Confident in strategic deterrence, Medvedev promotes European security treaty
The Russian leader met with the Defense Ministry board to discuss a wide range of state security issues and outline the ongoing military reform, as well as to evaluate what has already been done.
"There is no need for us today to further increase the potential of strategic deterrence," he said. However, the Russian president added, “possessing nuclear weapon is a crucial condition for Russia's pursuing its independent policy which is aimed at preserving its sovereignty".
According to Medvedev, this policy "is aimed at maintaining peace, controlling and preventing any armed conflict and contributing to the settlement of post-conflict situations."
The president also made reference to Russia’s new military doctrine that was approved last month. According to the draft document, the state reserves the right to use nuclear weapons in response to the use of any types of weapons of mass destruction against it or its allies. The president said the doctrine is currently being given lots of attention both in Russia and abroad.
Another important document in the spotlight is the draft European security treaty, which Medvedev has been advocating since first mentioning the plan during a security conference in Evian, France in June 2008. The draft was sent to leaders of foreign states and heads of international organizations in November last year.
"The reaction to Russia's initiative regarding European security treaty largely acts as a barometer of our relations with the U.S. and NATO," Medvedev said Friday. A lot will depend on the readiness of Russia’s partners to legally confirm in a legally binding manner their commitment “to the principle of indivisibility of security in the Euro-Atlantic region”.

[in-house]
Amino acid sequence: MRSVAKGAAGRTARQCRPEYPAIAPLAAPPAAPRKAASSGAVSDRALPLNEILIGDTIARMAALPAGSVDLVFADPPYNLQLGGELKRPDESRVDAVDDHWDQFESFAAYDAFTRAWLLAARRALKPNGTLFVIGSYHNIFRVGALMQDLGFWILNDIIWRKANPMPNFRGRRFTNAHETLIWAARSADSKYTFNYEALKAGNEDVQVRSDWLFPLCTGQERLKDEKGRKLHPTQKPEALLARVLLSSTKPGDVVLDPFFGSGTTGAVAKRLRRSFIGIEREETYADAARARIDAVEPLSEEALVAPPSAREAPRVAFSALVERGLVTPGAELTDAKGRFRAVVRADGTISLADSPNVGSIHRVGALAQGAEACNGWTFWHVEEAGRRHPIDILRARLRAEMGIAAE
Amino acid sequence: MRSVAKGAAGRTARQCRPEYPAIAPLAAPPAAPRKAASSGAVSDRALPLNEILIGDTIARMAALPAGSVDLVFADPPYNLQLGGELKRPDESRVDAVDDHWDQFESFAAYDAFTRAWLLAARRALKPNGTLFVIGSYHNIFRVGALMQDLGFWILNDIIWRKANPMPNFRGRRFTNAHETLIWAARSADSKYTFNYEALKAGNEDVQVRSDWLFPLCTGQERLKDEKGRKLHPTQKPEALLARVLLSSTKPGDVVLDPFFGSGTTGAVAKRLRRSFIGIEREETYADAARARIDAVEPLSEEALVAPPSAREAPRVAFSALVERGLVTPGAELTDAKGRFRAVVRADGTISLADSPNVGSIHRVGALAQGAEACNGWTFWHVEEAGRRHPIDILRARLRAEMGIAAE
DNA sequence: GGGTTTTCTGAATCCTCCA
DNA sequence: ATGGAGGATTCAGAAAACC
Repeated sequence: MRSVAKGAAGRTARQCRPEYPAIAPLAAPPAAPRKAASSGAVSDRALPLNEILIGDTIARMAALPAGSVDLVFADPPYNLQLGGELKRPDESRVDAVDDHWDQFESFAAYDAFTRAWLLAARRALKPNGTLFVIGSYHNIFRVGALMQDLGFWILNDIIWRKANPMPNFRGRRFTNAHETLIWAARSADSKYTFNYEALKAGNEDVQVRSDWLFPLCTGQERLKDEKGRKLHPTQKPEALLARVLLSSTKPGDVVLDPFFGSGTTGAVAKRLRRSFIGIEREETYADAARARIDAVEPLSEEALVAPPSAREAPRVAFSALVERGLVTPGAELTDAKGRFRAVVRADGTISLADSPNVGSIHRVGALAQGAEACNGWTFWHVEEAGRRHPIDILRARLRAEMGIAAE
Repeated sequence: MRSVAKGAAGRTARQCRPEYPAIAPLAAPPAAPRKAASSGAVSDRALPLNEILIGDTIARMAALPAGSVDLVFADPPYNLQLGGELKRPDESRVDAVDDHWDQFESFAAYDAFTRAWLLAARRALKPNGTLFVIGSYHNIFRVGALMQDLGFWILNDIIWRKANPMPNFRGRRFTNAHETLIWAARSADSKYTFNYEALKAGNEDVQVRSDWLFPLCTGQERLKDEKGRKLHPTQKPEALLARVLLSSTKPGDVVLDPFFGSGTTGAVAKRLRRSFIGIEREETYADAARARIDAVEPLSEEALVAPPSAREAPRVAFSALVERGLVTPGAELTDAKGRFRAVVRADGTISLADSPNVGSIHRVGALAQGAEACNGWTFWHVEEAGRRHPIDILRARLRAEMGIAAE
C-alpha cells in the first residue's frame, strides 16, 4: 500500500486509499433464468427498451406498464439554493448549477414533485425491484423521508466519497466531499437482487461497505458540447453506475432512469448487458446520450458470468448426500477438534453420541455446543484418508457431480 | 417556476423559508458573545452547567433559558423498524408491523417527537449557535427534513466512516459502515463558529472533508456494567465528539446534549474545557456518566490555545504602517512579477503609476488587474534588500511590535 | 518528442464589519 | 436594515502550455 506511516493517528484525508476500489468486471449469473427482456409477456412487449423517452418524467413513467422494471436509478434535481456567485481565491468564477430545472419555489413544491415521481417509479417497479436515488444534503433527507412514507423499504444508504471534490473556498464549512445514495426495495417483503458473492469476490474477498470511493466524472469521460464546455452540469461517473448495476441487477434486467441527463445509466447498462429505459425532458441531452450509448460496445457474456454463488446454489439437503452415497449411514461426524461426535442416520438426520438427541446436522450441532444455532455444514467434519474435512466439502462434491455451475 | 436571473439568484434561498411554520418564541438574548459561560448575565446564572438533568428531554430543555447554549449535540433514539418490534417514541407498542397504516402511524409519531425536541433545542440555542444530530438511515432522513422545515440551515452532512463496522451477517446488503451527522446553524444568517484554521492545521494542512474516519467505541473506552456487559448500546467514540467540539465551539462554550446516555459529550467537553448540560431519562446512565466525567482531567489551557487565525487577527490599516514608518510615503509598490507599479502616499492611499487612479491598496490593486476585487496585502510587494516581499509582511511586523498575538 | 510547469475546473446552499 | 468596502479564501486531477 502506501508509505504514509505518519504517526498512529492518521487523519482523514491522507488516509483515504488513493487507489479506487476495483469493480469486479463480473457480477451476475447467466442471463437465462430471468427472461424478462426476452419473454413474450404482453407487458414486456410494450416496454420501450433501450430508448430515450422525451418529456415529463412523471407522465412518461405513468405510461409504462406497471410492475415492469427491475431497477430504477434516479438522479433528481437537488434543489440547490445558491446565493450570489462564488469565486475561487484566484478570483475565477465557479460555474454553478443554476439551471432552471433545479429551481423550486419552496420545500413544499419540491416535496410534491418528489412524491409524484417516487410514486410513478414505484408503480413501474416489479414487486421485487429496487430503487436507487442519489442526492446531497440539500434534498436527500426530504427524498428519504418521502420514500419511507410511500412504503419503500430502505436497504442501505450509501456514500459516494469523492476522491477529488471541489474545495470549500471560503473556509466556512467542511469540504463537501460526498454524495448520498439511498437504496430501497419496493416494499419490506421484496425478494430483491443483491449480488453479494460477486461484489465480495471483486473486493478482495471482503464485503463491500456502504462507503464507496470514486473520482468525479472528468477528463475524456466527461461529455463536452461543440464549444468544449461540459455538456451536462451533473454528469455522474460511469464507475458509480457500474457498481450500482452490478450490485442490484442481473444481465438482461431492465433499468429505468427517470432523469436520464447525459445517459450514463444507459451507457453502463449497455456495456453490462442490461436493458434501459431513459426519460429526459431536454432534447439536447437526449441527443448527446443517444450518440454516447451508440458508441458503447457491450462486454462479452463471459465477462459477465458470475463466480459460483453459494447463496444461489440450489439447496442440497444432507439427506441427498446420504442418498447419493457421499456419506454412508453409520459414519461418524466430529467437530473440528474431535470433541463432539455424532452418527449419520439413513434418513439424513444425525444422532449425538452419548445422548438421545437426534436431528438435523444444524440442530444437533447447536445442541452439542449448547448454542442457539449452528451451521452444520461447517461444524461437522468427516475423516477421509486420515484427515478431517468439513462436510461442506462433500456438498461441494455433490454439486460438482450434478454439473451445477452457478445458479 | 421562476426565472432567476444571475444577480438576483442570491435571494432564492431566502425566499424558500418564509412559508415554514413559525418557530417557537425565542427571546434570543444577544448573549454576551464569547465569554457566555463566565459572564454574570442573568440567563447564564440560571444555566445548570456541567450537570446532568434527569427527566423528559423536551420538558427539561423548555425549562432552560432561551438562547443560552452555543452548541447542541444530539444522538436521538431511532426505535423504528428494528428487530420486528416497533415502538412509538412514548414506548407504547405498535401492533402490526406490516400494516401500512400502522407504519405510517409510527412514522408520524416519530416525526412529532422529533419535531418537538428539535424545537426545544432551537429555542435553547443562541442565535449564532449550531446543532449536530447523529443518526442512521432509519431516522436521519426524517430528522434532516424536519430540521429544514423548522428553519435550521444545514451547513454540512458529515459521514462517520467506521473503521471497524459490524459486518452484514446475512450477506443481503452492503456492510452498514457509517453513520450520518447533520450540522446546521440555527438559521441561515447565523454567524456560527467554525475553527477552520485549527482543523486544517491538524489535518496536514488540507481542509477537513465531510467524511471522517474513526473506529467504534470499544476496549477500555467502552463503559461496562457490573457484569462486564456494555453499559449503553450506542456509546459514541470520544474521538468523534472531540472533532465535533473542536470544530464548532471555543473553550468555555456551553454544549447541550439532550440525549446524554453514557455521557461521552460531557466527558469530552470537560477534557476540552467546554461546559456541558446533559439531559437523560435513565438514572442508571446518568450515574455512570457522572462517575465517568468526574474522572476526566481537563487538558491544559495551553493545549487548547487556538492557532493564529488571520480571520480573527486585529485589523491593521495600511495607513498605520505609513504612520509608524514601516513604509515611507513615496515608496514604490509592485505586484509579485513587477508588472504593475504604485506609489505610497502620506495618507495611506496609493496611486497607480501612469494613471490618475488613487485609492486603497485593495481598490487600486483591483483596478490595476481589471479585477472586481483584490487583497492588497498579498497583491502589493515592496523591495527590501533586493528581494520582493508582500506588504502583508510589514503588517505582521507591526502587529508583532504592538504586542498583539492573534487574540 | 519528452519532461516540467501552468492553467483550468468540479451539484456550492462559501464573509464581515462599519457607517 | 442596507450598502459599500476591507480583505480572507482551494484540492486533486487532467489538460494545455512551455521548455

According to the president, the initiative is being discussed very actively.
Medvedev said he is confident the Russia-proposed treaty “offers exactly the kind of format that could help prevent regional conflicts, primarily on the European continent, including those similar to the conflict between Georgia and South Ossetia."
Medvedev referred to the five-day war in August 2008 that followed Georgia’s attack on the South Ossetian capital Tskhinval.
“Unfortunately, not all countries and governments have learned a lesson from [those] events,” Medvedev said. “Georgia's military potential has continued to be restored with military support from abroad,” he added.
It is important to keep in mind, the Russian president stressed, “that conflict potential still exists and there are still unresolved problems near our borders," which poses potential threat to the country’s security.
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